To assess the effect of selective β1-blockade (atenolol and betaxolol) and nonselective β-blockade (propranolol) on glucose turnover in subjects with insulin-dependent (type I) diabetes mellitus during moderate exercise.


Five subjects with type I diabetes were infused with insulin and then exercised for 1 h, after pretreatment with each of the three drugs or saline and, on a separate day, after withdrawal of insulin. Glucose turnover was measured using tritiated glucose.


Plasma glucose, initially 9.2 ± 0.5 mmol/L (mean ± SE) when insulin infused and 14.0 ± 0.8 when insulin was withdrawn, fell on exercise by 3.4 ± 1.1 mmol/L (P < 0.05) saline, 4.0 ± 0.8 mmol/L (P < 0.01) with betaxolol, 3.8 ± 0.7 mmol/L (P < 0.01) with atenolol, 5.0 ± 0.6 mmol/L (P < 0.005) with propranolol, and 1.7 ± 1.0 mmol/L (NS) when insulin was withdrawn. Propranolol, but not the other β-blockers, caused a significantly greater fall in glucose on exercise than during the control study. Glucose appearance rate (Ra) was similar basally and rose to an almost identical level in all five groups during exercise. Glucose disappearance rate (Rd) rose similarly during exercise, except after propranolol when the rise was significantly greater with saline (P < 0.01). Failure of glucose to change significantly during exercise when insulin had been withdrawn was associated with the smallest rise in Rd and the highest nonesterified fatty acid concentrations. Propranolol and betaxolol, but not atenolol, reduced nonesterified fatty acids.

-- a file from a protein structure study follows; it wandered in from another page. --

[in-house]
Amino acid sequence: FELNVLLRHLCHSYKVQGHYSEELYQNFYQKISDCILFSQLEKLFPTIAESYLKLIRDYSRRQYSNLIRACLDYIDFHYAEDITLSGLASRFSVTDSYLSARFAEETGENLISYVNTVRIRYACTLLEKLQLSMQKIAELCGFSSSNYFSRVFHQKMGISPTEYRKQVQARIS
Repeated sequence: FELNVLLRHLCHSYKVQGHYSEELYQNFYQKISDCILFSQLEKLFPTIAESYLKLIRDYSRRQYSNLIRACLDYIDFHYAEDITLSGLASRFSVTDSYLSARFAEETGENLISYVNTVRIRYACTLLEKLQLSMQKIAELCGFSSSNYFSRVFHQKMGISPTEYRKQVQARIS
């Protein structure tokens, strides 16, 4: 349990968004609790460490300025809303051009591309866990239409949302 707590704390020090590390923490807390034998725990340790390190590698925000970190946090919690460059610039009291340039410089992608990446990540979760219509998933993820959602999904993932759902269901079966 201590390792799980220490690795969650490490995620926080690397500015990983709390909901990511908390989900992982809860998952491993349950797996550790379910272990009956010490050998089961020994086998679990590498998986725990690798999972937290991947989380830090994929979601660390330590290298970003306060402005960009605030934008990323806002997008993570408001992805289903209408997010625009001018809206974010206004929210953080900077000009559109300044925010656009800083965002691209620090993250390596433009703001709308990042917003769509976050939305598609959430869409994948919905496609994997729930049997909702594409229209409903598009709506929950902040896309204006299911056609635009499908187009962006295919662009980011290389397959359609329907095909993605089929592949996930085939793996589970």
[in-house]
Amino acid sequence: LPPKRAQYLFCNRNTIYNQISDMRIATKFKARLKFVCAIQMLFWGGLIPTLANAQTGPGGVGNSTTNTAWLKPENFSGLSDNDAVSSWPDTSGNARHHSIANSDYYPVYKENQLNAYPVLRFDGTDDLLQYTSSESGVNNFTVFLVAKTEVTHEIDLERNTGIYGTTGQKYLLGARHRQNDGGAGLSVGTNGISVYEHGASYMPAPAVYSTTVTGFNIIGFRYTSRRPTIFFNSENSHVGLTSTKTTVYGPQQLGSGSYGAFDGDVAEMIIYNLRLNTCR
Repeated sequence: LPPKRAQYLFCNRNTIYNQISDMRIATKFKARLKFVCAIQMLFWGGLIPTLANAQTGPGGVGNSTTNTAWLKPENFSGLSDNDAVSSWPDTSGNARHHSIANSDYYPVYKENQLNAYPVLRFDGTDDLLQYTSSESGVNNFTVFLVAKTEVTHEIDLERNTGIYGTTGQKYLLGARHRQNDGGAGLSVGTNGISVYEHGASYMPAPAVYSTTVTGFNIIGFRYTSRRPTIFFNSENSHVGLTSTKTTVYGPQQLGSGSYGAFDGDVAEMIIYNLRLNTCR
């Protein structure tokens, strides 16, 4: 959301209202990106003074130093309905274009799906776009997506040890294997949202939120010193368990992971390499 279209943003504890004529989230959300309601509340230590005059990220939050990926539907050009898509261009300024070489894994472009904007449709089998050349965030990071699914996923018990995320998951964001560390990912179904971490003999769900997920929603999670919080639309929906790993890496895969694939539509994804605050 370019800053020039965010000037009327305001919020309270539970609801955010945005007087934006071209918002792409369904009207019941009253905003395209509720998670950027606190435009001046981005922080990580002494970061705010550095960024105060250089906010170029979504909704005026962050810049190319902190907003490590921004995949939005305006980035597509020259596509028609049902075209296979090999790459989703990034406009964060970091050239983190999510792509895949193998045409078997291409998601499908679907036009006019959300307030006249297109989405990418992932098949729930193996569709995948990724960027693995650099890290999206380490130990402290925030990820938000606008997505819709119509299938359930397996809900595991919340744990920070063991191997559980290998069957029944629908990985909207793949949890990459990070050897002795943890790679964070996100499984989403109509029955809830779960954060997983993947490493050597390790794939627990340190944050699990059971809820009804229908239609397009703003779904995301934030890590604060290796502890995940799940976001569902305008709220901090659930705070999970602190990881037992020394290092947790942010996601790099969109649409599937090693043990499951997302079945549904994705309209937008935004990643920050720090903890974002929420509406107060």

We conclude that the greater fall in glucose on exercise after β-blocking drugs is probably largely a direct effect of β2-blockade on muscle, increasing the exercise-induced rise in Rd glucose. This offers support to the use of β1-specific drugs, where β-blockade is necessary in type I diabetes.

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